Show Some Love for LOVE’S

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With over 200 locations nationwide, Love’s truly is a traveler’s best friend. You can always count on Love’s for safe, quality fuel at reasonable prices. They always have a variety of food choices and a wide selection of incidentals essential for any successful road trip, from phone chargers to tampons. Many Love’s feature pet areas for your furry friends to stretch their legs and showers for filthy men who have spent hours under the RV. On more than one long, lonely stretch of road, the Love’s sign in the distance gave us the strength to push on a few more miles. And if that isn’t enough to convince you, the friendly staff at Love’s is more than happy to unlock your rental car, free of charge, after your furry family locks you out.

Get Off The Beaten Path

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Due to budget and time restrictions, the first half of our trip was spent strictly on America’s vast and awing interstate system. With a little more freedom, the trip back home allowed us to be tourists a bit. My first recommendation: stop at every scenic outlook! There’s a good reason the government chose to spend the money to provide these spots. They provided the most beautiful pictures from our trip and gave us a chance to see amazing landscapes not visible from the highway. My second recommendation: just go ahead and fall into the tourist trap!!! By far my favorite stop of the trip was at Prairie Dog Town in Kansas. We first saw the signs advertising the world’s largest prairie dog and six-legged cows about an hour before stumbling on this micro-zoo. Owned for 45 years by a Vietnam War veteran, this project is clearly a labor of love and just made me feel good about my fellow animal loving Americans. As a matter of fact, the place is for sale, but only to the “right person”, someone willing to love and care for these buffalo, peacocks, wolves and all their friends. So if anyone would like to invest $300,000 I will gladly pack my red shoes and change Violet’s name to Toto and head for Kansas!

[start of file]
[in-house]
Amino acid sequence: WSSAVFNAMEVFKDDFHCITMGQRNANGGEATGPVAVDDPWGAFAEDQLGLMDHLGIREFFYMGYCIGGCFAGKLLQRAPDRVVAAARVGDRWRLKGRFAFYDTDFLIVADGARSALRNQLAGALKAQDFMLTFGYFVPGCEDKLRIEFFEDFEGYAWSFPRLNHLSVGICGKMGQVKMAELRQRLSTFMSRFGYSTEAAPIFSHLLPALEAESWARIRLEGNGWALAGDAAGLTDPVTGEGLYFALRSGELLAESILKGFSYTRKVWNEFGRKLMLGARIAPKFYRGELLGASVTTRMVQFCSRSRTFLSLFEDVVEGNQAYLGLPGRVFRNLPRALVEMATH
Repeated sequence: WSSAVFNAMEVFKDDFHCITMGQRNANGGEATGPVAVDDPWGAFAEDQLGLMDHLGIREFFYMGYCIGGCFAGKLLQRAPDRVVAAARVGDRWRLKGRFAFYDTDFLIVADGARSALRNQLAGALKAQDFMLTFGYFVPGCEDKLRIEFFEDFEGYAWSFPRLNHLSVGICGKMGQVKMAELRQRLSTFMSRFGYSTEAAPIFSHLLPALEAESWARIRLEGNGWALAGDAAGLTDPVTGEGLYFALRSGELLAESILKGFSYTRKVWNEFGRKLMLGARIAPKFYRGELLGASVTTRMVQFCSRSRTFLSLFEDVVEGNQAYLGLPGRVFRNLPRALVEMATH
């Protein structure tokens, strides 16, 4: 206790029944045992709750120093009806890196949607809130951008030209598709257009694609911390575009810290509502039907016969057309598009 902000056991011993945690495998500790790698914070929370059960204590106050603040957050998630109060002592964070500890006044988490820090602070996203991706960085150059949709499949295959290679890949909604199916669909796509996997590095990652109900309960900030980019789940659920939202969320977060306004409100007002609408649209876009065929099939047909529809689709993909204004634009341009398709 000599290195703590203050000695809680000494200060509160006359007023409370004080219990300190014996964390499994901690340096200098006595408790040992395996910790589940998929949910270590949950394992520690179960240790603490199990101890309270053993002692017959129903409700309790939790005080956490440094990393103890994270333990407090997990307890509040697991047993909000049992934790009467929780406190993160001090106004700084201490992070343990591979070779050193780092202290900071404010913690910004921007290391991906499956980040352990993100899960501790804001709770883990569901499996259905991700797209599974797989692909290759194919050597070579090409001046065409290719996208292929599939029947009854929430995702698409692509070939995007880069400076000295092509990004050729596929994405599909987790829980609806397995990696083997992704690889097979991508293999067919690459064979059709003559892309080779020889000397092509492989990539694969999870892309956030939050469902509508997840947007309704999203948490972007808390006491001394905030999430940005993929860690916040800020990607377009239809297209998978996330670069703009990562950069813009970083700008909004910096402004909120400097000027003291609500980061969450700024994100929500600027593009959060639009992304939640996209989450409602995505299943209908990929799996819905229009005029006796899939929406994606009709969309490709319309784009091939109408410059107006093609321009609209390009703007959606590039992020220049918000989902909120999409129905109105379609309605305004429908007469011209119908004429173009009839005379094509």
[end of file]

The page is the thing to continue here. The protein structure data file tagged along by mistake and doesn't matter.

Motel 6: They’ll Leave the Light on for You and for Fido, Too

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Halfway through our journey in Los Angeles, sitting in the parking lot of the second hotel to reject us that night due to their pet policy, exhausted and hungry, I made the most thrilling discovery of the trip, possibly my life. With the exception of one location in New Jersey, all Motel 6’s take pets. For free. Seriously, pets stay free. I don’t really think there’s much more to say, but for those of you who need more convincing, I’ll continue. If it’s luxury amenities you’re after, just keep driving. But if you are looking for a clean, affordable place to catch a little shuteye and a shower, Motel 6 is your home away from home. Motel 6 consistently had the lowest prices all across America and we never experienced any problems like noisy neighbors or dirty rooms. As a pet owner I especially appreciated that many locations have forgone carpet in favor of easy to clean hard surfaces. As a traveler, I appreciated the comfortable beds and endless hot water. The killer sunset from the heated pool in Beaver, Utah didn’t hurt either, much like the cheapest room of our trip, which we found in Las Vegas just minutes of the strip.